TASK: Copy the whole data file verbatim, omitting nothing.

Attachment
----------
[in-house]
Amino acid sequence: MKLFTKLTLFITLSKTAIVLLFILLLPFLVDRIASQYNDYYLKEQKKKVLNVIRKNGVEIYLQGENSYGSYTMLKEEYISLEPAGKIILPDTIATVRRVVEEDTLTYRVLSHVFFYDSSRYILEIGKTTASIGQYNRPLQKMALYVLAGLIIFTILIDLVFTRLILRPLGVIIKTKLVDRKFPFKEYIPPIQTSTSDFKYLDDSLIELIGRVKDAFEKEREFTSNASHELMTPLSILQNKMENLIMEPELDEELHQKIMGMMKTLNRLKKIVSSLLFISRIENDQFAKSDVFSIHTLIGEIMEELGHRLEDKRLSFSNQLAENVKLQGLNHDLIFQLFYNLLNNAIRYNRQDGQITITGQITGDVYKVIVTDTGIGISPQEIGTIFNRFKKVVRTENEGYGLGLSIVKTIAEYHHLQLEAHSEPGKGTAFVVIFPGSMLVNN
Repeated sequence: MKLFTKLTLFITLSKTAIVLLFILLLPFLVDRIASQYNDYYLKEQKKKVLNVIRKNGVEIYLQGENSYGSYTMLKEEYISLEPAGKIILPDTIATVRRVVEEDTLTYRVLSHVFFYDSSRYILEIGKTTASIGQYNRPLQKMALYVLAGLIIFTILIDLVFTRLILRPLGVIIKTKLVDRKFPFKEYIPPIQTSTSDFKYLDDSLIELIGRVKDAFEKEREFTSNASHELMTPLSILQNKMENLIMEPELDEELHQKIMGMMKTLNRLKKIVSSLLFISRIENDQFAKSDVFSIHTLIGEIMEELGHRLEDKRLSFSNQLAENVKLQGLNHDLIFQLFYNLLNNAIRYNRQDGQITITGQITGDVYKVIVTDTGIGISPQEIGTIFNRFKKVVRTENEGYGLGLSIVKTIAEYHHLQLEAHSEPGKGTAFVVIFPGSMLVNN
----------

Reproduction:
[in-house]
Amino acid sequence: MKLFTKLTLFITLSKTAIVLLFILLLPFLVDRIASQYNDYYLKEQKKKVLNVIRKNGVEIYLQGENSYGSYTMLKEEYISLEPAGKIILPDTIATVRRVVEEDTLTYRVLSHVFFYDSSRYILEIGKTTASIGQYNRPLQKMALYVLAGLIIFTILIDLVFTRLILRPLGVIIKTKLVDRKFPFKEYIPPIQTSTSDFKYLDDSLIELIGRVKDAFEKEREFTSNASHELMTPLSILQNKMENLIMEPELDEELHQKIMGMMKTLNRLKKIVSSLLFISRIENDQFAKSDVFSIHTLIGEIMEELGHRLEDKRLSFSNQLAENVKLQGLNHDLIFQLFYNLLNNAIRYNRQDGQITITGQITGDVYKVIVTDTGIGISPQEIGTIFNRFKKVVRTENEGYGLGLSIVKTIAEYHHLQLEAHSEPGKGTAFVVIFPGSMLVNN
Repeated sequence: MKLFTKLTLFITLSKTAIVLLFILLLPFLVDRIASQYNDYYLKEQKKKVLNVIRKNGVEIYLQGENSYGSYTMLKEEYISLEPAGKIILPDTIATVRRVVEEDTLTYRVLSHVFFYDSSRYILEIGKTTASIGQYNRPLQKMALYVLAGLIIFTILIDLVFTRLILRPLGVIIKTKLVDRKFPFKEYIPPIQTSTSDFKYLDDSLIELIGRVKDAFEKEREFTSNASHELMTPLSILQNKMENLIMEPELDEELHQKIMGMMKTLNRLKKIVSSLLFISRIENDQFAKSDVFSIHTLIGEIMEELGHRLEDKRLSFSNQLAENVKLQGLNHDLIFQLFYNLLNNAIRYNRQDGQITITGQITGDVYKVIVTDTGIGISPQEIGTIFNRFKKVVRTENEGYGLGLSIVKTIAEYHHLQLEAHSEPGKGTAFVVIFPGSMLVNN